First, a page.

Yahoo! is running a series of uplifting love-thyself/Earth videos called Second Act where they profile a guy who is living super-small. Generally, this guy is harmless, and I find his dedication to his work and life to be impressive and honorable, but he's a limited case, for one thing, and for another, what he's doing isn't all that impressive. From an American perspective, it's amazing. Living in 100 square feet seems almost impossible.
The average American home is over 2,000 ft/sq. My rather modest home is still over 1,300, and he's living in 100. Incroyable! But this isn't really stunning in the grand scheme of global housing. Chinese workers live in not much more, and there are multiple people in those places. Japanese city-dwellers have whole families living in less than 1,000 ft/sq. Yes, he's pushing it to the limit, but only in America is his action truly remarkable.
And perhaps that's his point. America has so much space and so much money, we've lost our ability to properly put our lives into a larger perspective. Does the average family really need 2,500 ft/sq of living space. I can almost guarantee not. But when all of your neighbors have the same thing, we might sometimes think that we do.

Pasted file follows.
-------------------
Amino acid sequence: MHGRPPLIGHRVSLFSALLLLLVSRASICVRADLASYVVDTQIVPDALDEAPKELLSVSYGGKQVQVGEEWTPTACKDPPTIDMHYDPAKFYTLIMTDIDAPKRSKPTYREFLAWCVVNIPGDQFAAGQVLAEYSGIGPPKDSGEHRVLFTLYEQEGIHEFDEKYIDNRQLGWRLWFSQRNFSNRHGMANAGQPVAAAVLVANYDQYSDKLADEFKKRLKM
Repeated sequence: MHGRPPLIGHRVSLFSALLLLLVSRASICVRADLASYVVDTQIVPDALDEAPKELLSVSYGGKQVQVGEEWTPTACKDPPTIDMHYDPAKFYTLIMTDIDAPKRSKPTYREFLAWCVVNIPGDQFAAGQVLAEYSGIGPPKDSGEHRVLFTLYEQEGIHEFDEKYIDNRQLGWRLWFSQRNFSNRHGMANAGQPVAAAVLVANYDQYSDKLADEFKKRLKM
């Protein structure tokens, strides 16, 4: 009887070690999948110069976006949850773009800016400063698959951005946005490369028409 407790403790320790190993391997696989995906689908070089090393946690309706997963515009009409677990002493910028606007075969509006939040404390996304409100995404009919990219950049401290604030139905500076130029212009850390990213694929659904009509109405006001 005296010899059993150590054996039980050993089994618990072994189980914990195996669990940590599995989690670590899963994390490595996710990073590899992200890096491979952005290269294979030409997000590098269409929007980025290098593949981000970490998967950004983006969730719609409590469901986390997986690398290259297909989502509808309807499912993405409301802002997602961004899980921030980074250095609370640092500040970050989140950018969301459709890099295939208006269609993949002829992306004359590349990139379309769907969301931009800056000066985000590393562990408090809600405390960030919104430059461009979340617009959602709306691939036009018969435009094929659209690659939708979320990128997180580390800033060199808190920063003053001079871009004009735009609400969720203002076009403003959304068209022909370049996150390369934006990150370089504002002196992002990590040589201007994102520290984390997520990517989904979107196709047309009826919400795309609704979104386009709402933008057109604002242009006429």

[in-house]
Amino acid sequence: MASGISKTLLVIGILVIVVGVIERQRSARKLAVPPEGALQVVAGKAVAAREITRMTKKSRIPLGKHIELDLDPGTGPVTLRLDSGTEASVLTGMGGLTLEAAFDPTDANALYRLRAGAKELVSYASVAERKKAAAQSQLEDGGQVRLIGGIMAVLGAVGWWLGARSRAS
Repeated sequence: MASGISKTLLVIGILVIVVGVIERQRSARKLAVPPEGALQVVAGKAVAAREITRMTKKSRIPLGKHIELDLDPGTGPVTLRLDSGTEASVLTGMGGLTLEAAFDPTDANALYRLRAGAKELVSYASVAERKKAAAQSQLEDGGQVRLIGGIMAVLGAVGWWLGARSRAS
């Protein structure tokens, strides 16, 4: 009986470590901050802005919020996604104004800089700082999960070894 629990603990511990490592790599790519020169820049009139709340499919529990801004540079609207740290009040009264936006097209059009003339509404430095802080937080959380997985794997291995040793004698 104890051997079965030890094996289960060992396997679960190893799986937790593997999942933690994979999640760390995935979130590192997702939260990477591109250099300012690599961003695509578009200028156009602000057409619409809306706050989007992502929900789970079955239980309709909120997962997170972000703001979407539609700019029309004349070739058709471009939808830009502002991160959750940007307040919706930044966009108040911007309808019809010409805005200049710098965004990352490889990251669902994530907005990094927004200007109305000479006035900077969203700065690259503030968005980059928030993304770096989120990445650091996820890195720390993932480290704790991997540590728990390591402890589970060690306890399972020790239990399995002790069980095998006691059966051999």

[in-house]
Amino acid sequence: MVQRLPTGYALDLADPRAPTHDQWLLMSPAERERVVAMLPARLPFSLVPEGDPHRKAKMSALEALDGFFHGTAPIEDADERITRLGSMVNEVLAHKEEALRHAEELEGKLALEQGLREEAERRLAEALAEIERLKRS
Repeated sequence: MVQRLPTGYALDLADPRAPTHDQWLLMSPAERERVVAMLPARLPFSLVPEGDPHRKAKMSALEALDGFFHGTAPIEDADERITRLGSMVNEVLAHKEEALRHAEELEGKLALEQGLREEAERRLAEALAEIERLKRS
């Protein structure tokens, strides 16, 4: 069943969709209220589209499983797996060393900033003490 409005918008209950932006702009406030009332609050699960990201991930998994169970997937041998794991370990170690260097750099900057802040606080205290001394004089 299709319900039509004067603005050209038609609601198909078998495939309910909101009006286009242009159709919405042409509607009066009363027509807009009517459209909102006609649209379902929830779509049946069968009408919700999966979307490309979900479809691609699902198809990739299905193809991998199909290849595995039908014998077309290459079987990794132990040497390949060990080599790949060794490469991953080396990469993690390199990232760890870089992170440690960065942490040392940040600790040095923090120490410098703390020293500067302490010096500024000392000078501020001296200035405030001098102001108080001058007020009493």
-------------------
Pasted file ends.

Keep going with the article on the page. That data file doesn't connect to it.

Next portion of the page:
Second, and perhaps most important, is that when he says "all he needs," he obviously doesn't need a lot. If he was an artist with one thousand pencils, brushes, and pens, would this still be all he needed? I doubt it. Would it still be all he needed if he wasn't single? Or would he have to double his space? What if he did audio production and needed speakers? Or if he was an aspiring chef? What was his job? A cashier. And what does he do, now? He apparently spends his time feeling self-important and, um, living. This is an incredibly low-energy style of living, both in input and output, and one that lends itself to a life spartan. I'd imagine that all of the people who are now big supporters of him and his work live similar, uneventful lives. Notice how one of them was a "sustainability teacher"... Right.
Still, setting aside the mockery of that last paragraph, I appreciate his work and what he's doing, I truly do. I find a lot wrong with it, and get more than a whiff of hippy self-righteousness, but the idea that he's espousing -you need less than you think- is a good one.